Ubuntu: lspci returns “Cannot open /sys/bus/pci/devices/xxxxx/resource: No such file or directory”



Question:

My Ubuntu 16.10 server VM in MS Azure (NV6 series) suddenly had a hickup for unknown reasons (none of my doing), I had to restart it and when it came back online I was no longer able to use the GPU on the machine.

The nvidia-smi application freezes.

The command lspci yields

lspci: Cannot open /sys/bus/pci/devices/7ec1:00:00.0/resource: No such file or directory  

And of course, that path (no longer?) exists. What does exist is,

$: ls /sys/bus/pci/devices/  0000:00:00.0/    0000:00:07.0/    0000:00:07.1/    0000:00:07.3/    0000:00:08.0/    b717ec1:00:00.0/  

Some googling yielded a few similar questions like mine, many of which has been asked in the last 24 hours, like this one.

This might be due to Ubuntu or Azure, I have no idea which is the source of this problem or how to solve it.

Anyone have any ideas?


Solution:1

I was having the same problem (using Azure NC24 instances) and after working at it for a few hours I found this post and decided to submit a support request to Microsoft. Here's what they told me:

Canonical appears to have recently released kernel 4.4.0-75 for Ubuntu 16.04 and this is having an adverse effect on Tesla GPUs on NC-series VMs. Installation of the 4.4.0-75 breaks the 8.0.61-1 version of the NVIDIA CUDA driver that’s currently recommended for use on these systems, resulting in nvidia-smi not showing the adapters and lspci returning an error similar to the following:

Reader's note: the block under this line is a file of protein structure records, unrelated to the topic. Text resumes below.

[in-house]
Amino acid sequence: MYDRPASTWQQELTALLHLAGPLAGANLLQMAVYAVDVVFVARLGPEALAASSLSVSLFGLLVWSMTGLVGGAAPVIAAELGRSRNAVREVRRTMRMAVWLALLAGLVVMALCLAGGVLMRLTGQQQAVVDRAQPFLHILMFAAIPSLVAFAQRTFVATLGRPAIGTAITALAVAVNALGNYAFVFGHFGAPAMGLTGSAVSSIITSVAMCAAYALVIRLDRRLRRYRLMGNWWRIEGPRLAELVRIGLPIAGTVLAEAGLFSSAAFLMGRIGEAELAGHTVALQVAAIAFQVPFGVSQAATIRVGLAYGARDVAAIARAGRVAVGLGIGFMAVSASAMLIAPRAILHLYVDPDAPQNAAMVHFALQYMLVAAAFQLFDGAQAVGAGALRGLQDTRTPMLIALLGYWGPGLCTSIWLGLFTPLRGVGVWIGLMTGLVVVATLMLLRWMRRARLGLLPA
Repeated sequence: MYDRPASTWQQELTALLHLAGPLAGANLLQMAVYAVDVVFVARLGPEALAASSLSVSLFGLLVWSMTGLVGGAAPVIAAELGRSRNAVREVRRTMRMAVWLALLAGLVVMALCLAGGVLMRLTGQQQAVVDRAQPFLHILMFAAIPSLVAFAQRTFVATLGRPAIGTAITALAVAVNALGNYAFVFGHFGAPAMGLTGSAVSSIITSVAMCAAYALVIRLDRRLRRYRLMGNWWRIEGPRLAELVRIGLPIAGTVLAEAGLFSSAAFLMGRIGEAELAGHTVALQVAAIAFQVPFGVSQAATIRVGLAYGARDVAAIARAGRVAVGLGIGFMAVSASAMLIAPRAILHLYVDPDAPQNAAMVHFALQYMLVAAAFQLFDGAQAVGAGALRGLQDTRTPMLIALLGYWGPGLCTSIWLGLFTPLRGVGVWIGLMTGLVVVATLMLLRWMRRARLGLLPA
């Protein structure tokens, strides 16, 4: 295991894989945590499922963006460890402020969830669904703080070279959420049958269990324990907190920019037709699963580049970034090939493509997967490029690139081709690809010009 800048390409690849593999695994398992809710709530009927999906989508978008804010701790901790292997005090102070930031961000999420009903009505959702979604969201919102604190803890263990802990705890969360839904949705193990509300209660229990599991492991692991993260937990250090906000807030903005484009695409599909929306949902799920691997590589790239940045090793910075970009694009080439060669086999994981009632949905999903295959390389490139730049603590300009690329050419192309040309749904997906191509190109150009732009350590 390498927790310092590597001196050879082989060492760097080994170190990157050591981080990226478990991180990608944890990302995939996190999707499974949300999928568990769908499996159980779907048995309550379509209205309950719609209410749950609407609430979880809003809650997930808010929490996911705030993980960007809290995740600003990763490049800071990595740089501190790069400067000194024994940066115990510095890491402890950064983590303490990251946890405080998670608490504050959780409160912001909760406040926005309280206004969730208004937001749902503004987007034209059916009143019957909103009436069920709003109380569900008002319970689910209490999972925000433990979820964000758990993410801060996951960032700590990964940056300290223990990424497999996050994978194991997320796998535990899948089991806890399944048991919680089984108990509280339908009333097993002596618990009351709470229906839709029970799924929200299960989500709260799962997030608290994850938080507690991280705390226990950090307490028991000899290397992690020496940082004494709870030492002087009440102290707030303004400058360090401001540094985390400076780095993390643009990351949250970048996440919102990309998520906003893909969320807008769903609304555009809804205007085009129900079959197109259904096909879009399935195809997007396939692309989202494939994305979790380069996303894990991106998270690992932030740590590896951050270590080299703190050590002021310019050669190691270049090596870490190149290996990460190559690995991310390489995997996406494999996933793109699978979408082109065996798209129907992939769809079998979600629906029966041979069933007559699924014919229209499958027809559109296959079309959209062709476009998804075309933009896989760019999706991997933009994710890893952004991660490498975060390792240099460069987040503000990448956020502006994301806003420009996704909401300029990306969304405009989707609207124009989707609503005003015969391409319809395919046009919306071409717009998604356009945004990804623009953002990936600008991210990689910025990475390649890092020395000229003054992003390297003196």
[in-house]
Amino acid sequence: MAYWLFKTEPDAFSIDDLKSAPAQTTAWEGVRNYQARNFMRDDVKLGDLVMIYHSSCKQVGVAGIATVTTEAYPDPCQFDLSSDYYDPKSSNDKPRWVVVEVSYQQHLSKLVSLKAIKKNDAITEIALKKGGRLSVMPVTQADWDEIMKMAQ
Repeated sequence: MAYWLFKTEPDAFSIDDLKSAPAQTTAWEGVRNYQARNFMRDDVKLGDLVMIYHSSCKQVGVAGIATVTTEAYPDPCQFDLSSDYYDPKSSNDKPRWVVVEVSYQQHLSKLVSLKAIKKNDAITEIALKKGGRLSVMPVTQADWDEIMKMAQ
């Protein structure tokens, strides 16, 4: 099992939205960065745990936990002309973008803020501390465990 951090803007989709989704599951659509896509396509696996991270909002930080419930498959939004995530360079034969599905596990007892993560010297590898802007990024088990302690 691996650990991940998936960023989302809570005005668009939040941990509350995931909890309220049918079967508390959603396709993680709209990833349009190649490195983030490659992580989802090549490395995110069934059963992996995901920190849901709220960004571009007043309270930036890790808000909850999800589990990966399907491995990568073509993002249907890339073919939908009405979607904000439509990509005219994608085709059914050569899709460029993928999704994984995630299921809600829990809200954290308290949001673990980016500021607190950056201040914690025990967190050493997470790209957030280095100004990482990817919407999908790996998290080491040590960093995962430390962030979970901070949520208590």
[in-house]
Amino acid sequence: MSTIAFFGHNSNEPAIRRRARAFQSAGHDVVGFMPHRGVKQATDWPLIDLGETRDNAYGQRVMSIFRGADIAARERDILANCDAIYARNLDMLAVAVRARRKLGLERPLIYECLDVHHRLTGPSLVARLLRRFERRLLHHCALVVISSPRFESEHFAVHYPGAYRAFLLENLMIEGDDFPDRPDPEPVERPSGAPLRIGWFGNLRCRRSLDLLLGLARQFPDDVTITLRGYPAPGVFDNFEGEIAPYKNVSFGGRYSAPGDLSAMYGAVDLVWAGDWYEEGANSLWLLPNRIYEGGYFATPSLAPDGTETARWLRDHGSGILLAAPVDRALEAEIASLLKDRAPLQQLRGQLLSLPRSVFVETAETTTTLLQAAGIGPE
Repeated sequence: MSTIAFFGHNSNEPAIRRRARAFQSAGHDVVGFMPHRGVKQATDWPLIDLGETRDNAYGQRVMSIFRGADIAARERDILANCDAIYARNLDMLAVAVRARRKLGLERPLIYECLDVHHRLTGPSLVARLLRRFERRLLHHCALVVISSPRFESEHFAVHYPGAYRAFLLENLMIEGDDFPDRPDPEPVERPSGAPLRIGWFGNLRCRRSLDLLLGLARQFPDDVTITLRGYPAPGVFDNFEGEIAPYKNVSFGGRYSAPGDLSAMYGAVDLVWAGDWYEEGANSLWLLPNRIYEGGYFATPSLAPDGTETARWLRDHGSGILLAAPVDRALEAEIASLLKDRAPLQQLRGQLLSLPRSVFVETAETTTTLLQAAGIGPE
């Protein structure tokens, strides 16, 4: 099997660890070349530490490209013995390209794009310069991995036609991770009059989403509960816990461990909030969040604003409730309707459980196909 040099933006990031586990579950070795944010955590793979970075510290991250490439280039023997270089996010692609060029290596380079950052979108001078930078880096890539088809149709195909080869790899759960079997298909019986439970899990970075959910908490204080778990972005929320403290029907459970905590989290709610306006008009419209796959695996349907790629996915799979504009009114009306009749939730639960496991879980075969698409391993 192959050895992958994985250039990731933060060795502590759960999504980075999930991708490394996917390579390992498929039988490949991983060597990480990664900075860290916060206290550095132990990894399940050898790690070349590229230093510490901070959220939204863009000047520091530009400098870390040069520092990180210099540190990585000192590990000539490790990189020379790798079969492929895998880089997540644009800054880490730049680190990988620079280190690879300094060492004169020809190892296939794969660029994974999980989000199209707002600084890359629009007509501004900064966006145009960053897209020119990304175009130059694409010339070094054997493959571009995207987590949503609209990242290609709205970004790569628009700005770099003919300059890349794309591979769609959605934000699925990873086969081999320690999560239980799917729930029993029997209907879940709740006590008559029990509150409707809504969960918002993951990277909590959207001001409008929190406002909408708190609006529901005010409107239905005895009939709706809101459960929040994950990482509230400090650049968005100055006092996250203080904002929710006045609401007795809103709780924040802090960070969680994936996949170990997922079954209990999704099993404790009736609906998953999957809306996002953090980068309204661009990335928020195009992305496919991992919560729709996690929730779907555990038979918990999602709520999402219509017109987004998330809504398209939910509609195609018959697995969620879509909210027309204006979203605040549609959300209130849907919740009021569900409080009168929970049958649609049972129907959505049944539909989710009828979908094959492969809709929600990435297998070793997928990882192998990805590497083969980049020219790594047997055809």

root@pd-nvtest2:~# lspci lspci: Cannot open /sys/bus/pci/devices/2baf:00:00.0/resource: No such file or directory

They suggest backing up the OS drive, running

apt-get remove linux-image-4.4.0-75-generic

and then

update-grub

Reboot and it should work! At the very least doing that fixed the lspci output for me, I still needed to fix some CUDA stuff but that's from earlier debugging attempts.


Solution:2

Maybe this is owing to you have stopped(deallocated) the Azure VM, and then started VM again. According to [1], the hardware IP(like gpu,cpu) has changed when you stop(deallocated) and then start VM again. But the Ubuntu system hasn't been updated for new hardware(like gpu, cpu) IP address. Hence, lspci will tell you cannot open some hardware ip address related folder.

[1]https://blogs.technet.microsoft.com/gbanin/2015/04/22/difference-between-the-states-of-azure-virtual-machines-stopped-and-stopped-deallocated/


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